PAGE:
Robert and Kathleen Trenske are passionate about photography, weddings, storytelling and seeing the world – and they try to combine them as often as possible.
The husband-and-wife duo makes up Robert & Kathleen Photographers, a full-service destination wedding photography company. The couple, both graduates of Sacred Heart University, recently relocated their home and studio from Connecticut to Manhattan, a move they both said was risky but necessary. Shortly after they moved to New York City, the Trenskes learned that they are expecting their first child in October.
All of those changes may be stressful for other people, but the Trenskes relish the challenges, including being first-time parents. “One of the benefits of being self-employed,” said Kathleen, “is that we can make our own hours.” It helps, too, that Kathleen’s family lives in nearby New Jersey so they can be available to baby-sit when needed.
Robert graduated from Sacred Heart in 2004 with a Bachelor of Science in Communication & Technology Studies and worked for the University for a short time before starting the wedding photography business. Kathleen graduated in 2003 with a Bachelor of Arts in Media Studies and a Master of Arts in Teaching in 2006. She also was an adjunct professor until last year in the Department of Communication and Media Studies. Kathleen joined him in the studio part time in 2007, when they married, and then full time the following year.
They met as undergraduates at Sacred Heart and became friends. After graduation, Kathleen returned home to New Jersey while Robert worked in the IT Department at Sacred Heart. They lost contact with each other for a time until Kathleen was offered a graduate assistant position at Sacred Heart. Robert remembered telling Kathleen when he heard about the offer, ‘“Please come back.’”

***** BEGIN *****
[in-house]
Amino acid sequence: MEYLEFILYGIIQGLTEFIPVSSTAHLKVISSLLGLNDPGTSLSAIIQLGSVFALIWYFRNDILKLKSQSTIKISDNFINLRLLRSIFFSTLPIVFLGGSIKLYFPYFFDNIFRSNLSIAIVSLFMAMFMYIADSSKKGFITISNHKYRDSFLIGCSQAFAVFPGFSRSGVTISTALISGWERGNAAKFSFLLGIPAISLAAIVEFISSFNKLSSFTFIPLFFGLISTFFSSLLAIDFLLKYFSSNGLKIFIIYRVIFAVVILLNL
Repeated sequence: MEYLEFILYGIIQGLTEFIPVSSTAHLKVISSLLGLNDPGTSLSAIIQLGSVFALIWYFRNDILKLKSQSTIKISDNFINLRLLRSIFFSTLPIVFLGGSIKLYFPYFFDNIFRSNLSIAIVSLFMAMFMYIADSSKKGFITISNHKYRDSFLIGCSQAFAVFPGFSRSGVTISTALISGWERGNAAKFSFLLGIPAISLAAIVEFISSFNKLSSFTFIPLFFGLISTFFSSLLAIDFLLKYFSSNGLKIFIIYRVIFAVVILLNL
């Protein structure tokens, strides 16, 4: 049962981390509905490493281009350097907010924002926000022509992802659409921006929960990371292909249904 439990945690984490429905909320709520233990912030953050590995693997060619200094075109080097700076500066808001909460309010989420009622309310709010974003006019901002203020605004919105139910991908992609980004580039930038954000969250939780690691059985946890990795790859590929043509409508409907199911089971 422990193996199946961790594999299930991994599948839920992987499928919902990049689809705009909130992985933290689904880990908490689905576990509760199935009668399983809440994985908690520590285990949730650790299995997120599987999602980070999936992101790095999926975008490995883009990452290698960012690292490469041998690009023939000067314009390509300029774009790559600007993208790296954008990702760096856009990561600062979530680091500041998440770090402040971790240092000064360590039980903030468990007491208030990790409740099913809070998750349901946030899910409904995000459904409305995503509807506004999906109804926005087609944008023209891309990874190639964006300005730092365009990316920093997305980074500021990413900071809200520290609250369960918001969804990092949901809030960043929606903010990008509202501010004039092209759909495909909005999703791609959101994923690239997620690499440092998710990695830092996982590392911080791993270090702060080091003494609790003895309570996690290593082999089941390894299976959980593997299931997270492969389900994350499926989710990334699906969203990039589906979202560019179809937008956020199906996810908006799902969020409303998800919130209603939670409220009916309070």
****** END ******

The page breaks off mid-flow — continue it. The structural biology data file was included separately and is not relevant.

After building their wedding photography business in Connecticut, they decided to move to Manhattan, which, said Robert, was “half personal, half professional.” “We always wanted to be in Manhattan,” he said. “Personally because it was the right time and professionally because Manhattan is centrally located.”
The Trenskes will go anywhere to shoot a couple’s big day – but their jobs primarily have been in the tri-state area. Also, they have ventured to the west coast for numerous engagement sessions. Big on their list of clients are fellow Sacred Heart graduates. They estimated that they shoot upwards of 40 weddings a year.
“You have to love what you do,” said Robert. That love, he added, carries over into the storytelling part of photographing a wedding, one of the most important days for a couple. “We want them to remember their day forever,” he said, adding that the storytelling often is seen in the small details, which they capture.
They “live, breathe and eat this business,” so much so that they began a photographers’ networking group, which meets monthly in Connecticut and has more than 60 members, some of them Sacred Heart alumni. In addition, they traveled to Paris in March 2010 to teach a workshop to international photographers and in October 2010, they facilitated a two-day workshop in Manhattan for professional photographers, who did multiple shoots, including one at the historic Chelsea Hotel.